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Frank Zappa - The Lost Episodes CD (album) cover

THE LOST EPISODES

Frank Zappa

 

RIO/Avant-Prog

3.32 | 58 ratings

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tarkus1980
Prog Reviewer
4 stars As suggested by the title, this album features a lot of Zappa material that had managed to get lost in the winds of time. It's not exactly a comprehensive collection of rarities, as that would require a lot more than just one CD, but it gives a really fascinating look at aspects of Zappa that never made it onto record previously (and that's a pretty amazing feat, given how much material he had). Casual fans might not care, but for somebody who thinks they've otherwise assimilated everything there is to know about Zappa, this is a pretty neat listen.

The structure of the album is a little crazy, interspersing the "real" material with recorded dialogues/monologues and short orchestral bits, and while this isn't exactly new for Zappa, I have to admit that it bothered me a little on first listen. I had expected this album to mostly consist of unreleased music, and all these other little bits made it seem to me like the people who compiled this were just dumping whatever they could find to fill out the space. I eventually got used to this, fortunately: I'm not thrilled with all of the spoken bits (Two takes on a story about boogers? Seriously?), but a lot of them are funny, and they certainly give the album a very fun, loosey- goosey kind of feel. The funnest bits are a recording of a cop complaining about repeatedly having to visit Zappa's apartment due to complaints about the noise (and Zappa attempting to bribe him with buns), and Captain Beefheart reading a piece reflecting Zappa's memories playing in bands led by people with no musical competence ("I'm a Band Leader").

The main purpose of the album, though lies in the music. There's a lot of material from Zappa's musical life before Freak Out! and before the Mothers, and it's fascinating to see that Zappa's musical skills and bizarre sense of humor were well honed from a pretty young age. A few of them feature a young Captain Beefheart (as Don Van Vliet) on vocals, and they're a total hoot. "Lost in a Whirlpool" starts with Don pulling off an eerie imitation of a female blues singer, before switching into his more typical vocal style, and it's really funny to hear this voice singing lyrics that are this hilariously raunchy (especially for before 1960!). "Tiger Roach" is some kind of up-tempo blues number (I think I detect some surf elements in there too, though I might be wrong), and it's highlighted by a moment where Van Vliet makes a sound that kinda sounds like a hog squeal. Then there's "Alley Cat," a light blues jam over which Van Vliet improvises some clever lyrics, all to good effect, and finally there's "The Grand Wazoo," which has nothing to do with the jazz number but instead features Van Vliet reading a script Zappa wrote and a Synclavier composition Zappa later wrote to accompany it. It's not brilliant, but it's not bad either.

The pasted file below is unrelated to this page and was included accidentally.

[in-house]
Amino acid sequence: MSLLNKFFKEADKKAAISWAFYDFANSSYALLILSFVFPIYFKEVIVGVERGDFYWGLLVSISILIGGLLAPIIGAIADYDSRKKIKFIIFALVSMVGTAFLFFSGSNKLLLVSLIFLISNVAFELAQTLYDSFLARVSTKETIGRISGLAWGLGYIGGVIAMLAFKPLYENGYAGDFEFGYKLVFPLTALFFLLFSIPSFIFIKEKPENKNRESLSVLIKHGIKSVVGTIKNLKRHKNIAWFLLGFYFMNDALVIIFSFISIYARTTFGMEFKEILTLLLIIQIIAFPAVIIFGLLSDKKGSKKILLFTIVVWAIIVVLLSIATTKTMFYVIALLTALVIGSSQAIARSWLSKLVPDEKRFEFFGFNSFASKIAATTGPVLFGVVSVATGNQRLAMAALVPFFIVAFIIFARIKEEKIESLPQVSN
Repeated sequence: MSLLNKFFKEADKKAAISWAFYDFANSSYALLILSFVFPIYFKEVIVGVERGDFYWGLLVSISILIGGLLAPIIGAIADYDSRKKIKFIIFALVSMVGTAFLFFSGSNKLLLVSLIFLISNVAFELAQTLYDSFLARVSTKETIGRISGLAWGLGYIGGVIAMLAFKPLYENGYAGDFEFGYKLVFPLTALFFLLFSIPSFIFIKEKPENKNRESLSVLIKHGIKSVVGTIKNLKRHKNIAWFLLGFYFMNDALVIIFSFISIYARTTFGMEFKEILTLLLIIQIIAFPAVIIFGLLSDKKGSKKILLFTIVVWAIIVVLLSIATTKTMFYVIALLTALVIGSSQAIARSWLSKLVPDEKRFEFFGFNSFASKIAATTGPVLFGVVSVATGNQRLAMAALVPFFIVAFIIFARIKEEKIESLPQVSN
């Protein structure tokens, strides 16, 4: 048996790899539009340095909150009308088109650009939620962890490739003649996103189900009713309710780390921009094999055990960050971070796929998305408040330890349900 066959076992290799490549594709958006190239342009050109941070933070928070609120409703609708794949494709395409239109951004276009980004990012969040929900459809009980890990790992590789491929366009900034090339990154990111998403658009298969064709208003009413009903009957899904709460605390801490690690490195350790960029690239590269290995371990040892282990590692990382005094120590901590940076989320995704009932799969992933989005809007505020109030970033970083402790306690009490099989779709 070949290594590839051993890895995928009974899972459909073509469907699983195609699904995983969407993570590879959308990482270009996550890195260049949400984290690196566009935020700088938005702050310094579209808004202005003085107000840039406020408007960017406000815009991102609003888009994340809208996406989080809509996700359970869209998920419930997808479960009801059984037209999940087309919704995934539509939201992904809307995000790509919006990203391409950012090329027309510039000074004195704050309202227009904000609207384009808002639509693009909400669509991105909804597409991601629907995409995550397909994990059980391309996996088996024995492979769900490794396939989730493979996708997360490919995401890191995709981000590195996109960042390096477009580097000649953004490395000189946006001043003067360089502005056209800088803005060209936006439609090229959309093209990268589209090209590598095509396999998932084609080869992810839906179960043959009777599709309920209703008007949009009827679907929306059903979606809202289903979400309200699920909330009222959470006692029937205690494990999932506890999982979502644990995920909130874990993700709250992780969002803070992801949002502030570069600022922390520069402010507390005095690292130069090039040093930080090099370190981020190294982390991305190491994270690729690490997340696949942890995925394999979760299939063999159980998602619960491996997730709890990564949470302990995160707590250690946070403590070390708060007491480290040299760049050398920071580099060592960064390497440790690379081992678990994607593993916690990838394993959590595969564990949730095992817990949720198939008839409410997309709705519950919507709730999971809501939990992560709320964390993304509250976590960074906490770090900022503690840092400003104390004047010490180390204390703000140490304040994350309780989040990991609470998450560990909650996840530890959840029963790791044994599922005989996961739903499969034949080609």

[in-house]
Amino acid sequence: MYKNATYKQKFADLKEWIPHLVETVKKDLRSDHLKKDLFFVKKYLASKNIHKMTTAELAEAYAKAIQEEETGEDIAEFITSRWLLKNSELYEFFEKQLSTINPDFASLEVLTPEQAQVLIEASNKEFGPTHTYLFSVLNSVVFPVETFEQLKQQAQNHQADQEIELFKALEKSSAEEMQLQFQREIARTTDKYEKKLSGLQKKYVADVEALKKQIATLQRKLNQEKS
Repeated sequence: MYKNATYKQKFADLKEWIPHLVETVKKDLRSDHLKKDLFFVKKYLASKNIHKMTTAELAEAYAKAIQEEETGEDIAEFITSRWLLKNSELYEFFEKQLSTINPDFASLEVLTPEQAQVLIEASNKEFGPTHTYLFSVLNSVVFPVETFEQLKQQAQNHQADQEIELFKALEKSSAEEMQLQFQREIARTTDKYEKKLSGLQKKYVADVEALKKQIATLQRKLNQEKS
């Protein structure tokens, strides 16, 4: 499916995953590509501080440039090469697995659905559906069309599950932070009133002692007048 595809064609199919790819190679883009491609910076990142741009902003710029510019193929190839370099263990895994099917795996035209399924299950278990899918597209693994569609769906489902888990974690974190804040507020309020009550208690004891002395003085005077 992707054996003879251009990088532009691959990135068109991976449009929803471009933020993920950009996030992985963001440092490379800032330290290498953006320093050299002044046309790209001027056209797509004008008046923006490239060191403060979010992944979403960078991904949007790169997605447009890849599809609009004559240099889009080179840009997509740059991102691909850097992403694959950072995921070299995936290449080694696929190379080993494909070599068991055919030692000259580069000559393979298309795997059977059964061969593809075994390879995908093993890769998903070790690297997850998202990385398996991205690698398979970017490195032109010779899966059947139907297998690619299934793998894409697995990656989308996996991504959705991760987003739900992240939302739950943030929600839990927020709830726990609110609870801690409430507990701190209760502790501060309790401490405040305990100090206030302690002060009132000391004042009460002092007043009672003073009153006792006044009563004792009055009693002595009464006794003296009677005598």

The early days are well-represented with other interesting and strange highlights. There's an excerpt from a concert performance (by a small orchestra) of a classical piece Zappa wrote as a young man, and it's immediately followed by an awesome 1961 jazz instrumental version of "Take Your Clothes Off When You Dance." There's an early version of "Fountain of Love," and it's most notable for having a fuzz bass part that completely overpowers the mix and makes it rattle, and a straightforward (not silly like on Freak Out!, and not overdone as on Cruising) version of "Any Way the Wind Blows" that would have been a hit in a fair and just world. And finally, the other big highlight from this era is "Charva, "a hilarious doo-wop piss-take that could have easily fit in with the "regular" songs on Freak Out!. I know that humor is subjective and all, but anybody who doesn't at least smirk a bit at, "I love you more and more/I swear it ain't because your father owns the liquor store" is either lying or is somebody I wouldn't enjoy hanging out with.

Past the early days, there's an interesting smattering of material from Zappa's career through the end of the 70's or so. Fans of Zappa's more complex material will be happy to hear early versions of "RDNZL" and "Inca Roads," neither of which have been expanded as far as they would go but both of which already have many of the recognizable themes in place. Fans of his sillier work will be really amused at a version of "Wonderful Wino" sung by Ricky Lancelotti (the guy who sung on "50 50": I like the Zoot Allures version plenty, but Ricky's vocals are more perfect for the song than Frank's could ever be) and an early, slowed-down version of "Drafted Again" (here called I Don't Wanna Get Drafted) that has a light funk, almost disco-ish feel to it. Serious Zappa historians will be fascinated by "Basement Music #1," a neat 1978 instrumental that sounds an awful lot like synth-based electronica from the 90's and beyond. And finally, there are a couple of great performances done by people from the Hot Rats lineup: a blues shuffle ("Lil' Clanton Shuffle") dominated by great violin work from Don Harris, and an early version of "Sharleena," sung by Harris and featuring more great violin work (as well as great playing from everybody else). The latter of these actually ends the album, and while it's not really the perfect way to end the album (it seems like kind of an arbitrary and odd finishing point), it makes me think well of the album.

This isn't a perfect collection by any means, and it's not essential, but it's sure a lot of fun. Zappa fans could find much worse ways to spend their money.

tarkus1980 | 4/5 |

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